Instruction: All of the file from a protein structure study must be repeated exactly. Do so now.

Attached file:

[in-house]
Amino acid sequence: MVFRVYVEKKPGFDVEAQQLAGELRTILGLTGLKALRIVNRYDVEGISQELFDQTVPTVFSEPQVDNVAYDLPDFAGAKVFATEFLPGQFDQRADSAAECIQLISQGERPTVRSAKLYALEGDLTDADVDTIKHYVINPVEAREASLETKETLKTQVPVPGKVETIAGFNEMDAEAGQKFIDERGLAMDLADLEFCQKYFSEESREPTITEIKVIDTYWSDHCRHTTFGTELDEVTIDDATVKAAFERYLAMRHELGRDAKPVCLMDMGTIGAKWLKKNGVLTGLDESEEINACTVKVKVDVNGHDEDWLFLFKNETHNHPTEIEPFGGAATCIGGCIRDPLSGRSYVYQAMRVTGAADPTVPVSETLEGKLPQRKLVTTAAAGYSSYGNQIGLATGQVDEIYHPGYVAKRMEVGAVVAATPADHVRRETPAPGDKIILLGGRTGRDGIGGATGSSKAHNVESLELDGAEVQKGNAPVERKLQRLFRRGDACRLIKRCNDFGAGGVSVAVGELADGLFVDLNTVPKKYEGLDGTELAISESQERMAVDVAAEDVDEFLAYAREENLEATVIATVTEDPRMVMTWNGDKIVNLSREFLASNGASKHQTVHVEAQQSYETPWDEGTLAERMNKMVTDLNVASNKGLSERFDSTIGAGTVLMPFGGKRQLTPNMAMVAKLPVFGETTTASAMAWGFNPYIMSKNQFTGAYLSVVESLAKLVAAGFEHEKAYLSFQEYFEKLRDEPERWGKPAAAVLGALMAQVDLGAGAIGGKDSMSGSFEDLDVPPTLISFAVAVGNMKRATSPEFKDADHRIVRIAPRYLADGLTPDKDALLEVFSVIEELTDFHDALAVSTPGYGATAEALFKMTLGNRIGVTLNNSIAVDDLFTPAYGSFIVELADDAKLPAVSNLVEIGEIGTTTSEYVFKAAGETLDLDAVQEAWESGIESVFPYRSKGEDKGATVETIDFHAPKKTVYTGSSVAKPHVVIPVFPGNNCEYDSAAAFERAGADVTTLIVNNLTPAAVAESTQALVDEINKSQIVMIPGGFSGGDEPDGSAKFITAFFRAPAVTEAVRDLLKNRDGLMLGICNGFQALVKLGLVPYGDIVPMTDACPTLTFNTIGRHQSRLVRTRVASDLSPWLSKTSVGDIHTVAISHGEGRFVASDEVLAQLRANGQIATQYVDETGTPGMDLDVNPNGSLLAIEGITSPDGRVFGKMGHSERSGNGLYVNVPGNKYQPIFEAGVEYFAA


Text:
[in-house]
Amino acid sequence: MVFRVYVEKKPGFDVEAQQLAGELRTILGLTGLKALRIVNRYDVEGISQELFDQTVPTVFSEPQVDNVAYDLPDFAGAKVFATEFLPGQFDQRADSAAECIQLISQGERPTVRSAKLYALEGDLTDADVDTIKHYVINPVEAREASLETKETLKTQVPVPGKVETIAGFNEMDAEAGQKFIDERGLAMDLADLEFCQKYFSEESREPTITEIKVIDTYWSDHCRHTTFGTELDEVTIDDATVKAAFERYLAMRHELGRDAKPVCLMDMGTIGAKWLKKNGVLTGLDESEEINACTVKVKVDVNGHDEDWLFLFKNETHNHPTEIEPFGGAATCIGGCIRDPLSGRSYVYQAMRVTGAADPTVPVSETLEGKLPQRKLVTTAAAGYSSYGNQIGLATGQVDEIYHPGYVAKRMEVGAVVAATPADHVRRETPAPGDKIILLGGRTGRDGIGGATGSSKAHNVESLELDGAEVQKGNAPVERKLQRLFRRGDACRLIKRCNDFGAGGVSVAVGELADGLFVDLNTVPKKYEGLDGTELAISESQERMAVDVAAEDVDEFLAYAREENLEATVIATVTEDPRMVMTWNGDKIVNLSREFLASNGASKHQTVHVEAQQSYETPWDEGTLAERMNKMVTDLNVASNKGLSERFDSTIGAGTVLMPFGGKRQLTPNMAMVAKLPVFGETTTASAMAWGFNPYIMSKNQFTGAYLSVVESLAKLVAAGFEHEKAYLSFQEYFEKLRDEPERWGKPAAAVLGALMAQVDLGAGAIGGKDSMSGSFEDLDVPPTLISFAVAVGNMKRATSPEFKDADHRIVRIAPRYLADGLTPDKDALLEVFSVIEELTDFHDALAVSTPGYGATAEALFKMTLGNRIGVTLNNSIAVDDLFTPAYGSFIVELADDAKLPAVSNLVEIGEIGTTTSEYVFKAAGETLDLDAVQEAWESGIESVFPYRSKGEDKGATVETIDFHAPKKTVYTGSSVAKPHVVIPVFPGNNCEYDSAAAFERAGADVTTLIVNNLTPAAVAESTQALVDEINKSQIVMIPGGFSGGDEPDGSAKFITAFFRAPAVTEAVRDLLKNRDGLMLGICNGFQALVKLGLVPYGDIVPMTDACPTLTFNTIGRHQSRLVRTRVASDLSPWLSKTSVGDIHTVAISHGEGRFVASDEVLAQLRANGQIATQYVDETGTPGMDLDVNPNGSLLAIEGITSPDGRVFGKMGHSERSGNGLYVNVPGNKYQPIFEAGVEYFAA